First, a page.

Healing from PTSD with Yoga: A Research Based Approach

Photo by Dane Wetton on Unsplash

When most people think of Post-traumatic Stress Disorder (PTSD), they picture a veteran suffering the consequences of all they’ve seen at war. But this isn’t always the case.

In fact, the American Psychiatric Association found that PTSD affects 3.5 percent of U.S. adults every year, from all nationalities, ethnicities, and cultures, and at all ages. Though that might not seem like a large number, we must take into consideration those who are struggling with PTSD and don’t even know it. If 1 in 11 people will be diagnosed with PTSD in their lifetime, how many people will go undiagnosed?

To be diagnosed with PTSD, an individual must have experienced a traumatic event, either indirectly or directly. I, for example, am still battling the consequences of the ugly divorce which unraveled between my parents when I was 8 years old. I directly experienced that. I was in the middle of them both — confused, hurt, scared — and eventually separated from my mother.

An example of an indirect traumatic event would be a family learning about the loss of a loved one or a first responder being on scene at a bad car accident. Anything that causes intrusive thoughts, flashbacks, dreams, or memories can be classified as traumatic, and trauma can be the result of one event or several repeated events.

According to the American Psychiatric Association, those battling PTSD may experience symptoms such as:

In my recently published book, Good Enough: Believing Beautiful through Trauma, through Life, through Disorder, I connect the trauma from my past to an eating disorder I faced starting in late high school. What I’ve found is my eating disorder was a coping device and way for me to avoid the emotional pain I was in from having a poor relationship with my father, moving out when I was 16, and as I mentioned earlier, being held back by the divorce of my parents and separation from my mom.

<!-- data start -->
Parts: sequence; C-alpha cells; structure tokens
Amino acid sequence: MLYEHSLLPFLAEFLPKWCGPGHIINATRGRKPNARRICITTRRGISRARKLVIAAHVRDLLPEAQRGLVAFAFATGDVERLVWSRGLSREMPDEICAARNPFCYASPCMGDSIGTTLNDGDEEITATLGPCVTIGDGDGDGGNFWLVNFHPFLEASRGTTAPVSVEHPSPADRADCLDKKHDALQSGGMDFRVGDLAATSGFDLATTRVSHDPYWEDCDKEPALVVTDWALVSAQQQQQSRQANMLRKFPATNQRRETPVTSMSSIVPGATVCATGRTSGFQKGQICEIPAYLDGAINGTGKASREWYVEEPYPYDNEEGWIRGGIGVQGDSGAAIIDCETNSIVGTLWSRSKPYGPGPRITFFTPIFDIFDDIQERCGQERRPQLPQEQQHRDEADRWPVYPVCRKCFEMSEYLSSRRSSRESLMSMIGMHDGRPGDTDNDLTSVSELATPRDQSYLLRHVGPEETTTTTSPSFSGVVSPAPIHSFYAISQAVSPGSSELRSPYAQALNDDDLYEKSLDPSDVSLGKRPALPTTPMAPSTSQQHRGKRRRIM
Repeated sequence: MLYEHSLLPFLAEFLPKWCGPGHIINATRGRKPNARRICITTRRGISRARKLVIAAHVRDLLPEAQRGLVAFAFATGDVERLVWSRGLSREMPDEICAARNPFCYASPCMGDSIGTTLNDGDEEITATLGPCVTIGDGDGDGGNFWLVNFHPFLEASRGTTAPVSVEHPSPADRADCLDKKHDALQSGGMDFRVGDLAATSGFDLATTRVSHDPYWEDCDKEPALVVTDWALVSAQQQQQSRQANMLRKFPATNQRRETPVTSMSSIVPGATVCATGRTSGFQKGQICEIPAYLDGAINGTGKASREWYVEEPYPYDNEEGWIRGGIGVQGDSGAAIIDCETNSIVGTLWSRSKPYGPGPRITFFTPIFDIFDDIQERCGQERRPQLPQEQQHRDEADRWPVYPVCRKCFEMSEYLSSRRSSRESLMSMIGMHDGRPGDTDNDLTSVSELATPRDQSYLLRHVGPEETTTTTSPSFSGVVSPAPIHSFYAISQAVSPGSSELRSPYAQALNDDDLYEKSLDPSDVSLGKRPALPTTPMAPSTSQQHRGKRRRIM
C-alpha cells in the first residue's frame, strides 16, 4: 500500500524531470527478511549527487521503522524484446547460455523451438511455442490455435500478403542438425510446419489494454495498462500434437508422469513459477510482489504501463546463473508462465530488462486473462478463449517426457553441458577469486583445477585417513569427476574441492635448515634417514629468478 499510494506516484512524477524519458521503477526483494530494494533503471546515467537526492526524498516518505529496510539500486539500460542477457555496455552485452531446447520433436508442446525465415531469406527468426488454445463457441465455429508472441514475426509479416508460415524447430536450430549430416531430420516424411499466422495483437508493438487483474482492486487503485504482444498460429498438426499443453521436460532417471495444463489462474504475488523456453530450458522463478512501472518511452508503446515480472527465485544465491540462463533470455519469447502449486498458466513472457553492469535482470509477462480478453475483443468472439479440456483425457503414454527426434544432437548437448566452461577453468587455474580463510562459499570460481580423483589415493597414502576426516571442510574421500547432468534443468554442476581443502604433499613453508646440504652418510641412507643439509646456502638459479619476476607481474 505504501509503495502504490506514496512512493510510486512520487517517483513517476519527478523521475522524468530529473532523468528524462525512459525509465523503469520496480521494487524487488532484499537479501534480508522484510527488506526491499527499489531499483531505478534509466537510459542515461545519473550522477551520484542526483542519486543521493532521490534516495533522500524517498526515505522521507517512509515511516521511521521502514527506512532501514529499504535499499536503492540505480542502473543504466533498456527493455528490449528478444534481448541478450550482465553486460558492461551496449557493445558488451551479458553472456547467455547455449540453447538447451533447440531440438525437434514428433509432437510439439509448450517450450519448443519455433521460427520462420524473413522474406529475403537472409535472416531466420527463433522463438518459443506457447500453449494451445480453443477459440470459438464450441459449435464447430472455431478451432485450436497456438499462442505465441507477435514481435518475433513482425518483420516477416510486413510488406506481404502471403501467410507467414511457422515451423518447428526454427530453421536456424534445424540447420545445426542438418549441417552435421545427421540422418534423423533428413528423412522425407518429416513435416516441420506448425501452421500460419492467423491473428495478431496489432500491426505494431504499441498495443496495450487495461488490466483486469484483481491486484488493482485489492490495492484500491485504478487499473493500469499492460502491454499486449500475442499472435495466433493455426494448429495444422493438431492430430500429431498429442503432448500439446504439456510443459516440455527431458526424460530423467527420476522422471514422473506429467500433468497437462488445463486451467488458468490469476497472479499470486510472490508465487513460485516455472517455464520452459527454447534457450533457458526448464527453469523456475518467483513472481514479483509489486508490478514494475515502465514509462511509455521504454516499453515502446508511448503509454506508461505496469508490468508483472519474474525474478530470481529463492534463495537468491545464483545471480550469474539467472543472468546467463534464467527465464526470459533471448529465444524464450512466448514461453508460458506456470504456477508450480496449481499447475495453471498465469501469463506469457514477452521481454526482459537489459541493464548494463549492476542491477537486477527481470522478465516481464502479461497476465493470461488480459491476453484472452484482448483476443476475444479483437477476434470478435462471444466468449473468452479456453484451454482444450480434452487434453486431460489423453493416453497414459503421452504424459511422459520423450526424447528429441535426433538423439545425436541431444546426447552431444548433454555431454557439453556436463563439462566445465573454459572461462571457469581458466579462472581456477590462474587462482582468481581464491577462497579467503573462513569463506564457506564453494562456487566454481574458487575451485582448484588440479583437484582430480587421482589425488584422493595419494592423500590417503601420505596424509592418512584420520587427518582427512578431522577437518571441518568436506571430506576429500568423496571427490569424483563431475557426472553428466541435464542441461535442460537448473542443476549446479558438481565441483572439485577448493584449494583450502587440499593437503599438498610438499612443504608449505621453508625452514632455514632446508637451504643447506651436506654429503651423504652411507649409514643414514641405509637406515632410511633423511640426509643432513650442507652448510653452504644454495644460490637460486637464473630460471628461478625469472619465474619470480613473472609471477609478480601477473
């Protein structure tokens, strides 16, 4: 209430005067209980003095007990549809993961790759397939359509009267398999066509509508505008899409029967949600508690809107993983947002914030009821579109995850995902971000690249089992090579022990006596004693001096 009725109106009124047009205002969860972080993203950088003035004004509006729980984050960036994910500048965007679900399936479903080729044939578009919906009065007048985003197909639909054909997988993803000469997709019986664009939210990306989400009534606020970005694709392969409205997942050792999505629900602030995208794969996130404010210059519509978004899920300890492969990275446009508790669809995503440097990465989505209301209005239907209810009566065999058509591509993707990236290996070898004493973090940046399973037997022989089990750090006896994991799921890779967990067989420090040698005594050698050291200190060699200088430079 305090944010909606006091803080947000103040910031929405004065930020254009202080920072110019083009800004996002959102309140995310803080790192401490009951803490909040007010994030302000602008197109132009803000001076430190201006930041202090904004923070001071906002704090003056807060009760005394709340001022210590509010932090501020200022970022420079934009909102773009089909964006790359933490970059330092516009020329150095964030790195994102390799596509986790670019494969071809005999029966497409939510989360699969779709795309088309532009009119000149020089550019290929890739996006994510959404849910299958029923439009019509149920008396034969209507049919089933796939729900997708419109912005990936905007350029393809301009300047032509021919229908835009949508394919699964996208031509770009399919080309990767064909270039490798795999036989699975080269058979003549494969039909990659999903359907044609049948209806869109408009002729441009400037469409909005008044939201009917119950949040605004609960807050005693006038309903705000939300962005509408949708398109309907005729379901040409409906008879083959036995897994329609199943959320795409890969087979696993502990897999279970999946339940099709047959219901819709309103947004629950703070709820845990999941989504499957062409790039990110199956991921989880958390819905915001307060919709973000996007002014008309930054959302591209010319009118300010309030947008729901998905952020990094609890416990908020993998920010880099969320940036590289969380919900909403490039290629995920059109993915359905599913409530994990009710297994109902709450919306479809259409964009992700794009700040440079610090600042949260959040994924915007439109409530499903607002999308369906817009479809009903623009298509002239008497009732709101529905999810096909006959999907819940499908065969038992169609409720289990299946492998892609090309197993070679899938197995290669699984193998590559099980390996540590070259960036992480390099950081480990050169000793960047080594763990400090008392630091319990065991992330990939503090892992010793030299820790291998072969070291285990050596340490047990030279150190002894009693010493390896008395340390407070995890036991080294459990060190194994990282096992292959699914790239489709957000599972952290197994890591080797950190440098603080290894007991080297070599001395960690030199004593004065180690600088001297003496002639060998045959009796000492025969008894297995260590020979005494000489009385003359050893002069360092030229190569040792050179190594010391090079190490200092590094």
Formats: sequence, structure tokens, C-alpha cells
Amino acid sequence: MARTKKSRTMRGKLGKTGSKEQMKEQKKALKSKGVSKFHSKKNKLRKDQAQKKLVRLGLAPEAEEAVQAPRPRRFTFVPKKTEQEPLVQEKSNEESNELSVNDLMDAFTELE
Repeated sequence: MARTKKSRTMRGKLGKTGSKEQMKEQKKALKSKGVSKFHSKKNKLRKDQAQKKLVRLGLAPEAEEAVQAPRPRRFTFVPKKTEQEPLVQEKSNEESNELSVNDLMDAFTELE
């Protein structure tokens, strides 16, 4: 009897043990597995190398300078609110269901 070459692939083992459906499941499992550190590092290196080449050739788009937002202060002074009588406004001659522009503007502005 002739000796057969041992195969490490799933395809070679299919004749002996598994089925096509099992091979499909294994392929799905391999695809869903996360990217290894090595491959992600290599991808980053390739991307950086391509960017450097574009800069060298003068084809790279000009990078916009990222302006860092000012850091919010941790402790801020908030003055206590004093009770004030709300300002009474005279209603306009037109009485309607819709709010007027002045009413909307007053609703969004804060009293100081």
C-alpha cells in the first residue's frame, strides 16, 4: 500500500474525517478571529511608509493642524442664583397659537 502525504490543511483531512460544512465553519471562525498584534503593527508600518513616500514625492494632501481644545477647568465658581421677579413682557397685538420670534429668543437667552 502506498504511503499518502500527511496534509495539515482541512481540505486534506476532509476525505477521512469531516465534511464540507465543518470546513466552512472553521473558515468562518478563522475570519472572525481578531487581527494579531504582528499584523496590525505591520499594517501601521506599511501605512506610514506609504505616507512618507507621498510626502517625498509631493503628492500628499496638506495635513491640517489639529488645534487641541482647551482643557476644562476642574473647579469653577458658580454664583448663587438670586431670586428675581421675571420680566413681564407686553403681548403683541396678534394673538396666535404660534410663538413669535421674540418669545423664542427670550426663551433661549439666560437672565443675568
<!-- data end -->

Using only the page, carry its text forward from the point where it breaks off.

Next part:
PTSD was and sometimes still is a part of my reality. The only difference now is I have new coping strategies to manage the symptoms.

Before, if I had a flashback, I’d binge to distract myself from the negative feelings. If something triggered me, I’d put on my running shoes and run away from it for miles and miles. If the weight of my past got to be too much and I woke up in a pool of depression, I’d starve myself and start to believe the lie that I’m not worthy of love and belonging.

I write this in the book: “It’s easy to look at someone who is binge eating and assume they have no self control…What’s more difficult, is to look beneath the surface — understanding that the so-called ‘problem’ is only a symptom of something deeper.“

Cognitive Behaviors Therapy (CBT) and exposure therapy are two common ways to treat PTSD and have been known to help those suffering the mental consequences of trauma as they overcome fears and learn to identify negative patterns of thinking. As for the physical symptoms of trauma, relaxation strategies like deep breathing, meditation, progressive muscle relaxation, and aromatherapy can be beneficial techniques for healing and feeling safe again.

For me personally, developing a yoga practice has been the most beneficial form of treatment to address both the mental and physical symptoms I’ve experienced from trauma.

Bessel A. Van Der Kolk, Founder and Medical Director of the Trauma Center at Justice Research Institute, discusses the effects trauma has on the body in the book Overcoming Trauma through Yoga: Reclaiming Your Body. He explains how although trauma is something in the past, the triggered sensations an individual has after causes their body to react as if they are in immediate danger. This is largely due to the fight or flight system we all have within us. He writes:

Trauma affects the totality of our organism…People who are traumatized need to have physical and sensory experiences to unlock their bodies, activate effective fight/flight responses, tolerate their sensations, befriend their inner experiences, and cultivate new action patterns.